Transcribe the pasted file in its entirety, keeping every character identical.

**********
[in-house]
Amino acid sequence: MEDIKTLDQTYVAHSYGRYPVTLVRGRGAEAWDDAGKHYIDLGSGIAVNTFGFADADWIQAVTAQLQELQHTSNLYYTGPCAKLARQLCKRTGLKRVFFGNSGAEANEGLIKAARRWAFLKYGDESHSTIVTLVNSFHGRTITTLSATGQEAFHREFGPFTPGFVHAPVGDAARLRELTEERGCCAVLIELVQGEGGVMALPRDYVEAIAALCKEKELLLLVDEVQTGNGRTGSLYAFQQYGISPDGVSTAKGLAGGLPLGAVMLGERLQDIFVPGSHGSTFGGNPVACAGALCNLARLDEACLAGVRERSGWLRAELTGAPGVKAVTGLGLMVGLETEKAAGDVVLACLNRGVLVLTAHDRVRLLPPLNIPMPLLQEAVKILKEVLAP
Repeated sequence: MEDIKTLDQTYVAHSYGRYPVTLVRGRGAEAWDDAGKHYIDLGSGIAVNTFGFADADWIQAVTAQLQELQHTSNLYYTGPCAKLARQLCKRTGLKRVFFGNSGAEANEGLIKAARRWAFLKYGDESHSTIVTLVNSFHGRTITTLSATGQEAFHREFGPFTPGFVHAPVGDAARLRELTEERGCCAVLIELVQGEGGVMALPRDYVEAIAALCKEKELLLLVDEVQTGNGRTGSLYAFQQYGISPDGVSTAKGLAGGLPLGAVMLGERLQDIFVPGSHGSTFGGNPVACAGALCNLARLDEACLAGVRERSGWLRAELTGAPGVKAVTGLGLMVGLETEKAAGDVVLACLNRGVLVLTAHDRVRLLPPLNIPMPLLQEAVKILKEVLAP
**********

[in-house]
Amino acid sequence: MEDIKTLDQTYVAHSYGRYPVTLVRGRGAEAWDDAGKHYIDLGSGIAVNTFGFADADWIQAVTAQLQELQHTSNLYYTGPCAKLARQLCKRTGLKRVFFGNSGAEANEGLIKAARRWAFLKYGDESHSTIVTLVNSFHGRTITTLSATGQEAFHREFGPFTPGFVHAPVGDAARLRELTEERGCCAVLIELVQGEGGVMALPRDYVEAIAALCKEKELLLLVDEVQTGNGRTGSLYAFQQYGISPDGVSTAKGLAGGLPLGAVMLGERLQDIFVPGSHGSTFGGNPVACAGALCNLARLDEACLAGVRERSGWLRAELTGAPGVKAVTGLGLMVGLETEKAAGDVVLACLNRGVLVLTAHDRVRLLPPLNIPMPLLQEAVKILKEVLAP
Repeated sequence: MEDIKTLDQTYVAHSYGRYPVTLVRGRGAEAWDDAGKHYIDLGSGIAVNTFGFADADWIQAVTAQLQELQHTSNLYYTGPCAKLARQLCKRTGLKRVFFGNSGAEANEGLIKAARRWAFLKYGDESHSTIVTLVNSFHGRTITTLSATGQEAFHREFGPFTPGFVHAPVGDAARLRELTEERGCCAVLIELVQGEGGVMALPRDYVEAIAALCKEKELLLLVDEVQTGNGRTGSLYAFQQYGISPDGVSTAKGLAGGLPLGAVMLGERLQDIFVPGSHGSTFGGNPVACAGALCNLARLDEACLAGVRERSGWLRAELTGAPGVKAVTGLGLMVGLETEKAAGDVVLACLNRGVLVLTAHDRVRLLPPLNIPMPLLQEAVKILKEVLAP